Protecting the Census

A complete Census count is the foundation of a fair democracy. Every person living in the United States must be counted, regardless of citizenship status. Over the next decade, 2020 Census data will be used to reshape Congressional and state legislative districts, allocate billions of dollars in federal funding, including COVID-19 relief, and fuel economic development.

The 2020 Census has faced historic challenges:

  • Inadequate funding

  • A months-long halt in operations due to COVID-19 shutdowns

  • Wildfires in the West and hurricanes along the Gulf Coast that displaced thousands of residents while the count was in process

  • Political interference from the Trump White House to advance an anti-immigrant agenda


Legal Action:

Deadline extension
Although the counting is over, the 2020 Federal Census is far from complete. Months of data processing work are necessary to produce accurate reports. Yet the Trump administration has been rushing to complete key portions of the count before its term ends on January 20. The League of Women Voters of the U.S. has joined other advocacy groups in a lawsuit seeking to extend the reporting deadlines. Read a summary of the case here

Exclusion of undocumented residents
In July 2020, the president ordered that undocumented residents be excluded from the apportionment data used to award seats in Congress and electoral votes to the states. This could cost California and Texas a seat in the House of Representatives while favoring states with larger non-Hispanic white populations. 

The League of Women Voters of the U.S. has filed an amicus brief in the lawsuit seeking to block the order.

Lower courts have ruled against the order, but the Trump administration has appealed to the U.S. Supreme Court, which heard oral arguments on November 30th.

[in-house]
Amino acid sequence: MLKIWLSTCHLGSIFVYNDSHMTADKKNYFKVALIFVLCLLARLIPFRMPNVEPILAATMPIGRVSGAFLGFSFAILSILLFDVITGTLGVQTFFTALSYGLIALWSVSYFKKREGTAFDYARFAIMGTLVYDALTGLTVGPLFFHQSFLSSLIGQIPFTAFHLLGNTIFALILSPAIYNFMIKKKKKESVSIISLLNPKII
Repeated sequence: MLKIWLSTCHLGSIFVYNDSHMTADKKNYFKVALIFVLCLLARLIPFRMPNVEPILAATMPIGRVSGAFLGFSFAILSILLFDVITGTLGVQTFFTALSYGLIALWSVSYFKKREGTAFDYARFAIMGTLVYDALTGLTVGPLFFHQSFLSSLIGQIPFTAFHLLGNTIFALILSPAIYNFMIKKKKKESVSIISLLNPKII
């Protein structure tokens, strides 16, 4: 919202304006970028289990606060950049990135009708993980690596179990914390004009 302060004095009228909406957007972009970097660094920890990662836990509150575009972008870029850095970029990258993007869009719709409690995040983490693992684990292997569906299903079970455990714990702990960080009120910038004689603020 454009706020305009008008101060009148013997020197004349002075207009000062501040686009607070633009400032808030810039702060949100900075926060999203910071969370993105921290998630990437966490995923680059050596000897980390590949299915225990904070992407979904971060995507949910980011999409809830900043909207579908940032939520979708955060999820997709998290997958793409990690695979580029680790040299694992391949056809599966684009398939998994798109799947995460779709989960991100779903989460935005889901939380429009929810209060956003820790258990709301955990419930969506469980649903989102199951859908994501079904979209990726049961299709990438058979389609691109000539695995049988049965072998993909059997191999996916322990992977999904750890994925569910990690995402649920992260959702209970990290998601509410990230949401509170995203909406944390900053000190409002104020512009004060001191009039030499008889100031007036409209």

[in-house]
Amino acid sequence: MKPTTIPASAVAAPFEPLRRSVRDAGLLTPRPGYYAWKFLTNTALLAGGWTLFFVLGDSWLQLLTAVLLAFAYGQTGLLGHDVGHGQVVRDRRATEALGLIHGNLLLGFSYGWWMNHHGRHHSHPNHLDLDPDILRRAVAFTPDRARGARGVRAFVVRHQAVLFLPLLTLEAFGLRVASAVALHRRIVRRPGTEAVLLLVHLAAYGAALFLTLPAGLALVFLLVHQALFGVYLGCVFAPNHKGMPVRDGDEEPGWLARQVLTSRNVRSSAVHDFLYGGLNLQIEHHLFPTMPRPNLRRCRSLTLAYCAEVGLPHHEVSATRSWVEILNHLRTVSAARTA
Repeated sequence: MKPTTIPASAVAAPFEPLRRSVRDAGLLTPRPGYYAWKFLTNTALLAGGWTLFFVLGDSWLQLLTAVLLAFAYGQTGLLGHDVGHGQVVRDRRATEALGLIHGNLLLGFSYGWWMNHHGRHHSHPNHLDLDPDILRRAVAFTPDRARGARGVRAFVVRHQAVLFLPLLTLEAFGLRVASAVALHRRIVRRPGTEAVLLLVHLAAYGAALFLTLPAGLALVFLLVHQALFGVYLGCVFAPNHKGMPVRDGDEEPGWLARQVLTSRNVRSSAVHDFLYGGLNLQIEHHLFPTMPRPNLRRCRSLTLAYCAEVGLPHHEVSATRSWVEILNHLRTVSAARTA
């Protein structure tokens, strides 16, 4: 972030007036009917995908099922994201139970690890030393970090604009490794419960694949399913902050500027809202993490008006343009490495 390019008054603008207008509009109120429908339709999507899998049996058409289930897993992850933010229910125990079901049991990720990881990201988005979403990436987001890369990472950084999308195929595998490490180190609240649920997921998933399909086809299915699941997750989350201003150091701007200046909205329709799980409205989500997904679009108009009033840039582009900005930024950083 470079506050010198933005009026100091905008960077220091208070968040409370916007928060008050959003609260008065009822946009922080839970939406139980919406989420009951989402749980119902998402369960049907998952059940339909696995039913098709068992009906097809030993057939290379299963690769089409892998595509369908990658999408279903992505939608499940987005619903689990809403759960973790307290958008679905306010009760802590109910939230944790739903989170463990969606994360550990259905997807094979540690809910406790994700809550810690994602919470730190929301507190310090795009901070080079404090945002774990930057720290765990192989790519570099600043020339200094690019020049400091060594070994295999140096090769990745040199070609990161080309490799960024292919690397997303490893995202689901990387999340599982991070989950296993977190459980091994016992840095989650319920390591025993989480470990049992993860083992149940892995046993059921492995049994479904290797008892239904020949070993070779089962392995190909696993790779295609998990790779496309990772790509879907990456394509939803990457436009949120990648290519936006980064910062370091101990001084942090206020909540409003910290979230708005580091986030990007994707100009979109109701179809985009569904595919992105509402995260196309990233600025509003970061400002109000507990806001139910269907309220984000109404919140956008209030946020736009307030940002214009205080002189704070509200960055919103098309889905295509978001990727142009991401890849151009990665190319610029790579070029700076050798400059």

Read a summary of the case here



December 10: House committee issues subpoena for Census documents. 

November 30: The U.S. Supreme Court hears oral arguments in Trump v. New York.

November 16: Census “anomalies” could thwart Trump’s bid to alter the electoral college.



Maine will use Census data to redraw legislative districts in 2021. Census delays may impact the timetable and create a legal dilemma for the state.

According to Federal law, Census data for state redistricting must be delivered to governors by March 31, 2021. In June 2020, the Census Bureau asked for an additional 120 days to complete its work, to make up for time lost due to the pandemic. If approved by Congress, this delay would move the deadline to July 31, 2021. 

However, in September, the Bureau retracted its request for delays, and announced that it would complete its work according to the original timeline. The League of Women Voters of the U.S. and other advocacy groups are challenging this rushed timeline in court. The upshot is that we don’t know yet when redistricting data will be sent to Governor Mills. 

The Maine constitution requires that the legislature enact a redistricting plan by June 11, 2021. Depending on when Census data is delivered, it may be impossible to complete a plan by the constitutional deadline. The League is closely following developments. 

For more information on Maine’s redistricting process, click here